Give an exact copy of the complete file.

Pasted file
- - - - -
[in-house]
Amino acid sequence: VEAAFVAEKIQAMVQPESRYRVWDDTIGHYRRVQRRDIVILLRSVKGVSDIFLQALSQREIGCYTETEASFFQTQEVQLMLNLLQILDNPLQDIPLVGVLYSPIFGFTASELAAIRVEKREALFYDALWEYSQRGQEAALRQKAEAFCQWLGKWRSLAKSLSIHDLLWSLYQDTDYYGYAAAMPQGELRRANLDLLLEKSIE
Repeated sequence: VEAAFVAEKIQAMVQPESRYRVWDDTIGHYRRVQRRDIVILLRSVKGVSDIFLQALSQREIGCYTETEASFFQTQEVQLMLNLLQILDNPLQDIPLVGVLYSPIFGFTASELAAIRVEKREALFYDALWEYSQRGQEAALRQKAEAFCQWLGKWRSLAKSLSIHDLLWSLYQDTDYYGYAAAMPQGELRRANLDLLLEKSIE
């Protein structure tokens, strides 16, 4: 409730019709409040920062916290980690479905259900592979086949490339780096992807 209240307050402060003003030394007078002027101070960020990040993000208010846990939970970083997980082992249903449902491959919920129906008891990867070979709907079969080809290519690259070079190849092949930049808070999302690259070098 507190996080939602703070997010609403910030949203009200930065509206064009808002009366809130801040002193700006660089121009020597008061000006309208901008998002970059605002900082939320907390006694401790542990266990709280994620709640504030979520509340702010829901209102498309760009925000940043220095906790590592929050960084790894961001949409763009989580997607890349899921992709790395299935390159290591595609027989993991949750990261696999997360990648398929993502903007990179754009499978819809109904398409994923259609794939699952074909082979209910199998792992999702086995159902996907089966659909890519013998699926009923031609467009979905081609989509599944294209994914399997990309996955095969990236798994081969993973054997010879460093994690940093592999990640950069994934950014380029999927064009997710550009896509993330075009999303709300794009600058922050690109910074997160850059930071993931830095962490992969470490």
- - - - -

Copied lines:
[in-house]
Amino acid sequence: VEAAFVAEKIQAMVQPESRYRVWDDTIGHYRRVQRRDIVILLRSVKGVSDIFLQALSQREIGCYTETEASFFQTQEVQLMLNLLQILDNPLQDIPLVGVLYSPIFGFTASELAAIRVEKREALFYDALWEYSQRGQEAALRQKAEAFCQWLGKWRSLAKSLSIHDLLWSLYQDTDYYGYAAAMPQGELRRANLDLLLEKSIE
Repeated sequence: VEAAFVAEKIQAMVQPESRYRVWDDTIGHYRRVQRRDIVILLRSVKGVSDIFLQALSQREIGCYTETEASFFQTQEVQLMLNLLQILDNPLQDIPLVGVLYSPIFGFTASELAAIRVEKREALFYDALWEYSQRGQEAALRQKAEAFCQWLGKWRSLAKSLSIHDLLWSLYQDTDYYGYAAAMPQGELRRANLDLLLEKSIE
């Protein structure tokens, strides 16, 4: 409730019709409040920062916290980690479905259900592979086949490339780096992807 209240307050402060003003030394007078002027101070960020990040993000208010846990939970970083997980082992249903449902491959919920129906008891990867070979709907079969080809290519690259070079190849092949930049808070999302690259070098 507190996080939602703070997010609403910030949203009200930065509206064009808002009366809130801040002193700006660089121009020597008061000006309208901008998002970059605002900082939320907390006694401790542990266990709280994620709640504030979520509340702010829901209102498309760009925000940043220095906790590592929050960084790894961001949409763009989580997607890349899921992709790395299935390159290591595609027989993991949750990261696999997360990648398929993502903007990179754009499978819809109904398409994923259609794939699952074909082979209910199998792992999702086995159902996907089966659909890519013998699926009923031609467009979905081609989509599944294209994914399997990309996955095969990236798994081969993973054997010879460093994690940093592999990640950069994934950014380029999927064009997710550009896509993330075009999303709300794009600058922050690109910074997160850059930071993931830095962490992969470490």